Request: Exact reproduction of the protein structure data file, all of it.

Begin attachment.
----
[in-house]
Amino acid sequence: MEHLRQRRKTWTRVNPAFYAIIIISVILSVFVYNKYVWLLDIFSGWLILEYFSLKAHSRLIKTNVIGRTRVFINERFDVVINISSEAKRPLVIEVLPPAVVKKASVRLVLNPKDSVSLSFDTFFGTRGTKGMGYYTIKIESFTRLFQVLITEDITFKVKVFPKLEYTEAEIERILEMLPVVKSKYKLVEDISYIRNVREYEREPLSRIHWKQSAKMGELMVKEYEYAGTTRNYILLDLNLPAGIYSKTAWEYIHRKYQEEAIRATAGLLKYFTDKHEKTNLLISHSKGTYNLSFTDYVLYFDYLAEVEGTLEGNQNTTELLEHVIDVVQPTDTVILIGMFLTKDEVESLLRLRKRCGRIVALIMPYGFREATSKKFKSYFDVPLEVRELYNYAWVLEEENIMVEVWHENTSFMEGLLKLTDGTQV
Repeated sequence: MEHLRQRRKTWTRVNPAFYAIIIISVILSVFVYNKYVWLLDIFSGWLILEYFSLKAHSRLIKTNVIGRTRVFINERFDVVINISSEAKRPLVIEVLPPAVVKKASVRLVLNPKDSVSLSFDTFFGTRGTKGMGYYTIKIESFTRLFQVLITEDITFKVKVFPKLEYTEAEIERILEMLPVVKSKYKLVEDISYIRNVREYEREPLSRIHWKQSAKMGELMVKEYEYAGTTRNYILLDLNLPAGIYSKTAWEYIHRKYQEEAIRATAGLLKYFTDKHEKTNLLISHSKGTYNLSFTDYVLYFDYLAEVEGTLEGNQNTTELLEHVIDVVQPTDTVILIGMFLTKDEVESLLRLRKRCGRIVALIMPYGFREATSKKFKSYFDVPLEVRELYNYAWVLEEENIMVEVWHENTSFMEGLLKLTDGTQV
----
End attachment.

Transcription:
[in-house]
Amino acid sequence: MEHLRQRRKTWTRVNPAFYAIIIISVILSVFVYNKYVWLLDIFSGWLILEYFSLKAHSRLIKTNVIGRTRVFINERFDVVINISSEAKRPLVIEVLPPAVVKKASVRLVLNPKDSVSLSFDTFFGTRGTKGMGYYTIKIESFTRLFQVLITEDITFKVKVFPKLEYTEAEIERILEMLPVVKSKYKLVEDISYIRNVREYEREPLSRIHWKQSAKMGELMVKEYEYAGTTRNYILLDLNLPAGIYSKTAWEYIHRKYQEEAIRATAGLLKYFTDKHEKTNLLISHSKGTYNLSFTDYVLYFDYLAEVEGTLEGNQNTTELLEHVIDVVQPTDTVILIGMFLTKDEVESLLRLRKRCGRIVALIMPYGFREATSKKFKSYFDVPLEVRELYNYAWVLEEENIMVEVWHENTSFMEGLLKLTDGTQV
Repeated sequence: MEHLRQRRKTWTRVNPAFYAIIIISVILSVFVYNKYVWLLDIFSGWLILEYFSLKAHSRLIKTNVIGRTRVFINERFDVVINISSEAKRPLVIEVLPPAVVKKASVRLVLNPKDSVSLSFDTFFGTRGTKGMGYYTIKIESFTRLFQVLITEDITFKVKVFPKLEYTEAEIERILEMLPVVKSKYKLVEDISYIRNVREYEREPLSRIHWKQSAKMGELMVKEYEYAGTTRNYILLDLNLPAGIYSKTAWEYIHRKYQEEAIRATAGLLKYFTDKHEKTNLLISHSKGTYNLSFTDYVLYFDYLAEVEGTLEGNQNTTELLEHVIDVVQPTDTVILIGMFLTKDEVESLLRLRKRCGRIVALIMPYGFREATSKKFKSYFDVPLEVRELYNYAWVLEEENIMVEVWHENTSFMEGLLKLTDGTQV